With joy in his heart, Prince Duncan rode back to Dornach. In the square he stood, and beat his sword hilt on his great shield in challenge. Nine of the young champions came forward, and for nine days and nights the combat lasted. Each day a champion stepped forward, and each night his bloody body was carried from the field. At last, Prince Duncan stood and claimed the right to pay court to the youngest daughter of the lord of Cataibh.
When prince Duncan and Critheanach were reunited, they spent a day together in the garden and found they shared each other’s love. So a marriage feast was proclaimed and the feasting lasted for nine days and nine nights.
And they lived happily ever after…
Nope, not yet they don’t. Scottish fairy tales don’t end so easily! There are still the two evil sisters to deal with…
But there were two at the feast who were angered by their sister’s happiness. Their envy and anger turned to hatred, and the hatred became an obsession. After the wedding feasting and celebration, the newlyweds decided to spend some days recovering at a hunting lodge on the coast north of Dornach. A plan was formulated by Gael and Donn to ruin their sister’s happiness. They offered to go with their sister to act as her maids, pretending they wanted to repay their sister for all her hard work and kindnesses over the years, when in fact they went to watch and wait for an opportunity to take their vengeance upon her.
One day, Donn and Critheanach were walking in the garden when Donn caught her cloak on a thorn bush and it was ripped. The wind was high and cold, and Critheanach, being warm and generous, promptly gave Donn her cloak and returned to the house to check on the evening meal. Donn walked on towards the cliffs, wondering how she could take her vengeance on Critheanach, even to the point of murder. Now remember that the three girls were identical twins…Gael came along, with equal wickedness in her heart, and saw Donn standing on the cliff in Critheanach’s cloak. Mistaking Donn for their youngest sister, Gael ran forward and pushed Donn over the edge of the cliff, down toward the rocks and a watery grave.
Satisfied with her work, she returned to the house to find Critheanach in Duncan in each other’s arms, and was horrified when she realized her mistake. When the youngest sister asked Geal where Donn had gone, Gael made up a lie saying that a messanger had come to say that their father was sick, and so Donn left immediately to investigate the matter. Instead of feeling guilt over her murder of Donn, Gael only became more angry and her hatred of Critheanach grew.
The next day, after Duncan had gone out hunting, Geal and Critheanach were walking along those very same cliffs. When Critheanach bent down to pick some wildflowers, Geal seized her chance and shoved poor Critheanach over the edge. But as fate would have it – or perhaps because of the intervention of Baobh – at that very same moment a great whale came swimming along and, looking up, opened his great cavernous mouth. Critheanach landed on his soft great tongue, and was swallowed into the whale’s cavernous belly.
Geal snuck back into the hunting lodge, changed into Critheanach’s clothes, and when Prince Duncan arrived, greeted him with a kiss, pretending to be his wife. When he asked her about Geal, she said another messanger had arrived, their father had worsened, and she had gone to attend him.
Now Duncan truly loved his wife, and although he could not put his finger on it, he was sure that she was not acting like the woman he had married. Prince Duncan was truly in doubt. So that evening, when they went to bed he took his sword and lay it on the bed between them. He said “If you are my true love, then this sword will grow warm between us. If not, it will remain cold.” That night the sword was cold.
The next morning, the prince’s shield bearer, Dion, was walking on the shore when he ran into an old woman – Baobh, the fairy woman. She told him to return to Prince Duncan and tell him the truth of the matter- that yesterday Geal had pushed Critheanach over the edge and she had fallen into the maw of a great whale, where she was safe under enchantment. He could rescue her if he took a skiff and javelin out at noon to meet the whale. He must pierce the red spot underneath its breast fin in order to release his bride.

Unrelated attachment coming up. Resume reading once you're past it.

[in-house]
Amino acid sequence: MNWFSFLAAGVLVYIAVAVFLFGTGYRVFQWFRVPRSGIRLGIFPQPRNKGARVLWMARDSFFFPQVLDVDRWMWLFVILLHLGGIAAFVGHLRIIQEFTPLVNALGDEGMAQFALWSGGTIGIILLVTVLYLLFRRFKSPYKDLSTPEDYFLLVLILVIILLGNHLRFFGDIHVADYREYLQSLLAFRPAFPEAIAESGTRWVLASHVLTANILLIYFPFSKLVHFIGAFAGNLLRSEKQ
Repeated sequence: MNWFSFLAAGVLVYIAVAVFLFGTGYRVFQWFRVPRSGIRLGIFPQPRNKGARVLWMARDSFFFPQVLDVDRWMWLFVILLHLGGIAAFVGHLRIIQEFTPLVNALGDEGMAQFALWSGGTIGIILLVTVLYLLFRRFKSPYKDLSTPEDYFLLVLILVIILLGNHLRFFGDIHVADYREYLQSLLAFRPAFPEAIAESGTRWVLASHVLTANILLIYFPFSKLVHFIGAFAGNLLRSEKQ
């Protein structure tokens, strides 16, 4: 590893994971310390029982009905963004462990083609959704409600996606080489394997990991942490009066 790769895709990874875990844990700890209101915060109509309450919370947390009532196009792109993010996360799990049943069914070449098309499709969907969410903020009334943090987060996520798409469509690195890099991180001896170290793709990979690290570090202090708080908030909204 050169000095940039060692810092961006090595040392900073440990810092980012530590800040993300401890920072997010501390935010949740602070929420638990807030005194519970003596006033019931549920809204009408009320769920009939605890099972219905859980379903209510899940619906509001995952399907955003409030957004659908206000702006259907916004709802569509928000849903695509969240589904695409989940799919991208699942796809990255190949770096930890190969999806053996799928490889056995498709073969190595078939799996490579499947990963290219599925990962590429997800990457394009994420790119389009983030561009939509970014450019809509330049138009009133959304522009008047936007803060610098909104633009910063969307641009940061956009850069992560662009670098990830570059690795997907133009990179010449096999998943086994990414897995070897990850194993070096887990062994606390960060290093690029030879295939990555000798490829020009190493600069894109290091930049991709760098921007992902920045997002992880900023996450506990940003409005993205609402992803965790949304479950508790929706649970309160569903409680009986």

Prince Duncan readily believes Dion’s story – he knew something just wasn’t right already – and the two go to rescue Critheanach. When the whale saw the skiff containing the prince and his shield bearer coming toward it, it turned to attack, swimming quickly toward them. As the whale rose from the water to crash down upon the small boat, Prince Duncan launched his javelin into the aforementioned spot, under the breast fin. The whale opened his mouth to roar with pain and out popped Critheanach straight into the skiff. Dion turned the boat and raced for the shore as Duncan checked on his wife. She was unharmed, as the spell of Baobh had protected her.
When they returned to the lodge, they found Geal trying on Critheanach’s clothes. Geal knew “there would be no pity for her as she gazed from her sister’s sorrowful but determined face to Duncan’s angry countenance. They made her a prisoner and rode straight back to the house of the Lord of Cataibh.
There was already a suspicion between them that he would not be found ill but was hale and hearty, and that Donn would not be there nursing him. Geal confessed all before her father. Sorrowing, the Lord of Cataibh blamed himself for his daughters’ folly. Yet Prince Duncan pointed out that, inspite of all Geal and Donn had done, Critheanach was also his daughter, and he should be proud of her.
So judgement was passed on Geal. She was cast out to sea on an offshore tide in a small rowing boat, but without oars. She was given enough food and water for a night and a day and left to the fortunes of Manannan the great sea god. It is said by some that she was dragged beneath the waves and became a slave to the Kelpie. Others said that she managed to reach the shores of Lochlann and married a king’s son there and made him unhappy ever afterwards.
As for the Lord of Cataibh, his fortunes began to prosper and he married a fine, handsome woman, who made him very happy.
And as for Prince Duncan of Loch Abar and his wife, Critheanach, they never had a days’ unhappiness in the rest of their long lives, and their children and their children’s children continued to rule Loch Abar for as long as the decendants of Scota and Gaidheal Ghlas, the progenitors of the Gael, prospered there.
*Ellis, Peter Berresford. Celtic Myths and Legends (2002) (also published as The Chronicles of the Celts, 1999), “Geal, Donn and Critheanach.” (pages 307-319)